As we documented in a post one year ago, what The Economist once called the “unstoppable” internationalization of China’s currency—the RMB—has been stopped. Indeed, reversed.
As the left-hand graphic above shows, even though the RMB is the 7th most widely used in global payments (top figure), settling 1.6 percent of transactions, it is only the 20th most “globalized” among major currencies—as measured by adjusting for how much trade each country does (bottom figure). China is a currency midget by this metric. The Hungarian forint, Turkish lira, and Mexican peso are more widely used in global payments, relative to their issuing country’s share of global trade.
On March 26, China set out to give the RMB a boost by launching its first oil futures contract—denominated in RMB. As the world’s largest oil importer, China hopes that exporters will begin setting prices in RMB to track their new benchmark. Such a shift would, China also hopes, help kick-start wider use of its currency and reduce global reliance on the U.S. dollar, in which the vast majority of oil trading is currently done.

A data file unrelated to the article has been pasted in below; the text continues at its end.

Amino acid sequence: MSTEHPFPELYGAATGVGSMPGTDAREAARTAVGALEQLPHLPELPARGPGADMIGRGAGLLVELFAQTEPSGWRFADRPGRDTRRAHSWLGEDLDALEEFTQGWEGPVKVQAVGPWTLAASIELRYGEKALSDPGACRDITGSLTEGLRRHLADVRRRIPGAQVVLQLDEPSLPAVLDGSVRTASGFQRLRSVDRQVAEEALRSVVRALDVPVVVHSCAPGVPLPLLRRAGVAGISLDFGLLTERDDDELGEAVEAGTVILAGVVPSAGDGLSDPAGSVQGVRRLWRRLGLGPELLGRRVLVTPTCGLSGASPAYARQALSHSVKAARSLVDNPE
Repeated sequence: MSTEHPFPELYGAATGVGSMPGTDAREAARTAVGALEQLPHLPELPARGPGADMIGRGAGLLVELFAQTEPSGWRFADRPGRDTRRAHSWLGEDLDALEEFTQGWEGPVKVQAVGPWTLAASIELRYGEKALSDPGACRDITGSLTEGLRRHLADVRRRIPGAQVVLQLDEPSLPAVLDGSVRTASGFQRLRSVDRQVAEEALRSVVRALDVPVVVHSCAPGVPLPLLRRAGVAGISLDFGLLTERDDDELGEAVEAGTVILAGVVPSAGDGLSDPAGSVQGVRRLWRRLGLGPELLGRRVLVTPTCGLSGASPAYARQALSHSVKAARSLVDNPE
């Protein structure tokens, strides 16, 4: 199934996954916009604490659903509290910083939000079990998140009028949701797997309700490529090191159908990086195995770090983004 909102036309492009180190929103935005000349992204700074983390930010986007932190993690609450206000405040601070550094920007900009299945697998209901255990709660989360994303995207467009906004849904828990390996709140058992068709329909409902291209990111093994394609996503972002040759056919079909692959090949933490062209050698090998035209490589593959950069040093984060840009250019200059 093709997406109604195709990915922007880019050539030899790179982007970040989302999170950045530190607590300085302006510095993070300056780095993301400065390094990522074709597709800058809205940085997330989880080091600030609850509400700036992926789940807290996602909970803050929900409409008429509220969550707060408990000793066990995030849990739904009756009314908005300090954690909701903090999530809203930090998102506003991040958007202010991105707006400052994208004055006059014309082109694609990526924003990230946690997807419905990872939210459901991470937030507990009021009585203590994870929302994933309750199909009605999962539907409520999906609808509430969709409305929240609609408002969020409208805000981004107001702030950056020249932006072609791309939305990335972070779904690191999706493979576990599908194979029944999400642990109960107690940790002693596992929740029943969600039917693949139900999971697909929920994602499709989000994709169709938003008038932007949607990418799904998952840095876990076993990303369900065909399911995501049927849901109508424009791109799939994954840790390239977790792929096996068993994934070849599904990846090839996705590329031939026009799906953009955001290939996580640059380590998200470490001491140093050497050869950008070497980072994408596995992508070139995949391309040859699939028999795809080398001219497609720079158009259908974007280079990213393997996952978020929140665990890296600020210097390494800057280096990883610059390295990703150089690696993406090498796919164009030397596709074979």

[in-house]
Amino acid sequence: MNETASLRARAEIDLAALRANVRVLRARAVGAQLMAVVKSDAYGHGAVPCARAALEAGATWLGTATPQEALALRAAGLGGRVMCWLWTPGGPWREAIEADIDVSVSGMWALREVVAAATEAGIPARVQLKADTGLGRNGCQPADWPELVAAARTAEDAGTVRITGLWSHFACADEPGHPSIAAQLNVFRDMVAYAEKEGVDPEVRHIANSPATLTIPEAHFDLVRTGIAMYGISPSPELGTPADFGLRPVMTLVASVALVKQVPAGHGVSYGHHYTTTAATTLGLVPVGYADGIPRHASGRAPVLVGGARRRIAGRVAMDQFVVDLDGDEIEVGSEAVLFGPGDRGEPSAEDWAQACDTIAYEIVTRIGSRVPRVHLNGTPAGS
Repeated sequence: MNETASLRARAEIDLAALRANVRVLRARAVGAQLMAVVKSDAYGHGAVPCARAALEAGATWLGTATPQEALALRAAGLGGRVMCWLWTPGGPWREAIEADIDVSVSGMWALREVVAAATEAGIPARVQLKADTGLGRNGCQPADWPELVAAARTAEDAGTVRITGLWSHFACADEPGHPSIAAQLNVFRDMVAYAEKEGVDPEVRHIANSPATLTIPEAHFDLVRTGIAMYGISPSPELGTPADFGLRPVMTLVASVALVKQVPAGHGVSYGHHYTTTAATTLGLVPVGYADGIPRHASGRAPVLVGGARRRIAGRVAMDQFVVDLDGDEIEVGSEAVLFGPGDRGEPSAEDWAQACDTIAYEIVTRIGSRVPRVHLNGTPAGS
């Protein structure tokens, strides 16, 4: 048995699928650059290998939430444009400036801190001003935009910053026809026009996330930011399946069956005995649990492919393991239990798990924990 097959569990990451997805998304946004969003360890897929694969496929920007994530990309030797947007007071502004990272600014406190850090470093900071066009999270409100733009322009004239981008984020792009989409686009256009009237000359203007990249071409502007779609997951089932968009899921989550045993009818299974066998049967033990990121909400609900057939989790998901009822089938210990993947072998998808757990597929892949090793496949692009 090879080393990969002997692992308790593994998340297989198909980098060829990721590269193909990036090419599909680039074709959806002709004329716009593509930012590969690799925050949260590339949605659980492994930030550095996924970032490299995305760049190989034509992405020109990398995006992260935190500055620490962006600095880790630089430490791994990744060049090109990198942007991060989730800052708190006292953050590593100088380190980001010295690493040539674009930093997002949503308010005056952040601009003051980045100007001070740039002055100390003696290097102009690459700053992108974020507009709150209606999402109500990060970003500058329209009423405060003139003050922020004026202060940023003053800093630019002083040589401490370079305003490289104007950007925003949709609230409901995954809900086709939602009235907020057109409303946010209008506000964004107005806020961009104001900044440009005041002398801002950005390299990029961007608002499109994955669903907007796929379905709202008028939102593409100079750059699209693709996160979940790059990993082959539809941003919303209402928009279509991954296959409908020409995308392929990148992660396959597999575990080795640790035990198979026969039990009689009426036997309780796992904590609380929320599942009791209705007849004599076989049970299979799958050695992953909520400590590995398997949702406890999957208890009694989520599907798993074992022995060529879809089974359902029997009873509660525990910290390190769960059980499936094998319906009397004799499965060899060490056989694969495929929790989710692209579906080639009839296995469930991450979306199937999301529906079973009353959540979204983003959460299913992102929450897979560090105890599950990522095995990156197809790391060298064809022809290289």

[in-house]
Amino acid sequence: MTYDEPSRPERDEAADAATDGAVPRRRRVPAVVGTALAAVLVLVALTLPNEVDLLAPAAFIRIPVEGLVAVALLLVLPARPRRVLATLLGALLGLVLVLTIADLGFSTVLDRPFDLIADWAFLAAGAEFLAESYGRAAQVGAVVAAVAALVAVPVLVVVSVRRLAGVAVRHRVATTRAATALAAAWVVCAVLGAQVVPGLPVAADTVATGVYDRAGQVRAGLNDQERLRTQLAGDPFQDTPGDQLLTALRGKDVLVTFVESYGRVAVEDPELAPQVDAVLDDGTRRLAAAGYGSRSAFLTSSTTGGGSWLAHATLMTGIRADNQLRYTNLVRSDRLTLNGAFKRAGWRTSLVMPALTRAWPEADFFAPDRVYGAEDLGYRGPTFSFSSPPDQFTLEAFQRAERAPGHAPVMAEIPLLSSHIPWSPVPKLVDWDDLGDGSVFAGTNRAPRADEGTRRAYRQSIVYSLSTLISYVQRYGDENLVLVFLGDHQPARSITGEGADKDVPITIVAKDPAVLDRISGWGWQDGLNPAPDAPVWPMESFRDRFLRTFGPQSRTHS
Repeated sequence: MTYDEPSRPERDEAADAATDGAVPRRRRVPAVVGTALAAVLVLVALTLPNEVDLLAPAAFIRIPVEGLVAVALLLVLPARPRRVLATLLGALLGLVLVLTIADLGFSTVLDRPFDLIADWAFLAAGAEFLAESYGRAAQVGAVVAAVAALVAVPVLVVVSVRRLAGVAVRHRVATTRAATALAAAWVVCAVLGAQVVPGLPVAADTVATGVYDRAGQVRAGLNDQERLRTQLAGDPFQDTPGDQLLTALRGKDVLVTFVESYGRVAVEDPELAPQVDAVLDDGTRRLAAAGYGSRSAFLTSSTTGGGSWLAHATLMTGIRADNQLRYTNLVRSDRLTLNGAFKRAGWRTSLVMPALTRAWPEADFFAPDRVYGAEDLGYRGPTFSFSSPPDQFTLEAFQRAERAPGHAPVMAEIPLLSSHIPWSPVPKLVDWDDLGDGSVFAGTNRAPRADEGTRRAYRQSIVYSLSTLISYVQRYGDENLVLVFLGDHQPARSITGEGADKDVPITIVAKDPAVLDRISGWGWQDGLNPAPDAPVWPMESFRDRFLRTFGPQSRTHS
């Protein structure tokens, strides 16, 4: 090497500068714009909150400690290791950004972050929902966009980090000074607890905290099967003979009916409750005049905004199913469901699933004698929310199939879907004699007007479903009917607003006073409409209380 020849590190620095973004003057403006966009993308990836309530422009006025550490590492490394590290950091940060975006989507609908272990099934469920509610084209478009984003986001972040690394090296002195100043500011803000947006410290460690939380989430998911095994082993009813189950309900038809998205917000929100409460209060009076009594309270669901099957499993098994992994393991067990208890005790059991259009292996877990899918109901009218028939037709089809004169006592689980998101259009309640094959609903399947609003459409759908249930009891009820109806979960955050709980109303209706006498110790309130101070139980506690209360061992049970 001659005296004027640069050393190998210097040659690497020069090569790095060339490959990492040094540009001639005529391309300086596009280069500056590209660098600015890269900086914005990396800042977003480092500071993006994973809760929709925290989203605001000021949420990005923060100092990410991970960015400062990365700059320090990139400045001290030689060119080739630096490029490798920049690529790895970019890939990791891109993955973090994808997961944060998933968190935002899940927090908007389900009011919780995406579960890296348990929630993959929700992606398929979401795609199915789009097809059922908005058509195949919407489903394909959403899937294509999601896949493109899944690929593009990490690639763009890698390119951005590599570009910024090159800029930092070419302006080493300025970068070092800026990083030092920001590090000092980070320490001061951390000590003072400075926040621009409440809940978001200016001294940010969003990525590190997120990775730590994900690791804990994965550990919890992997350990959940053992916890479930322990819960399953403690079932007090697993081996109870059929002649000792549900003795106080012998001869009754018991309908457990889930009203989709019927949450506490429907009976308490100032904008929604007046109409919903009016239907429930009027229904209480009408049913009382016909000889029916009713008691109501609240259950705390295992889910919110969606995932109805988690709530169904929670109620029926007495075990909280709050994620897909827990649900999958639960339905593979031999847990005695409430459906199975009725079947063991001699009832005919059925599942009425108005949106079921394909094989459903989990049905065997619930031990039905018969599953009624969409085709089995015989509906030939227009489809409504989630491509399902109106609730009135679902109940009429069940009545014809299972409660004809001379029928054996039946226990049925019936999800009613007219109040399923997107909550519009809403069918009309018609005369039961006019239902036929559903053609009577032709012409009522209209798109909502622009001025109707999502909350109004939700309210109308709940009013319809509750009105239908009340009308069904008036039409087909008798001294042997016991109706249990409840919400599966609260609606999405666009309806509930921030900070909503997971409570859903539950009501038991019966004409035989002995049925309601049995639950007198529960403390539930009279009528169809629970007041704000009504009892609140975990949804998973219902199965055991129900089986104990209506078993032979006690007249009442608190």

What are the prospects? Poor. Oil exporters, especially, rely on U.S. Treasury markets to invest profits safely. This reliance in turn encourages many of them to peg their currencies to the dollar. Accepting non-dollar payment for oil thereby increases their foreign exchange risk. Rather than act a kick-starter, therefore, RMB oil futures look to be a non-starter.
What could China do to boost global RMB use, then? Simple: remove capital controls. Currencies that foreigners can save and invest efficiently are always preferred for international transactions. As our right-hand chart shows, the most globalized currencies on a trade-adjusted basis come from countries with larger stocks of inward foreign investment—indicative of foreigners' willingness and ability to invest in each country. (The U.S. dollar, as the world’s de facto reserve currency, settling almost half of all international transactions, is an obvious outlier on the chart.)
Removing capital controls, however, is a step Chinese authorities seem unwilling to take anytime soon. It would mean losing effective control of the exchange rate, which has been a primary tool of Chinese macroeconomic management for the past quarter-century. So for the time being, at least, expect more capital markets window-dressing—like RMB oil futures.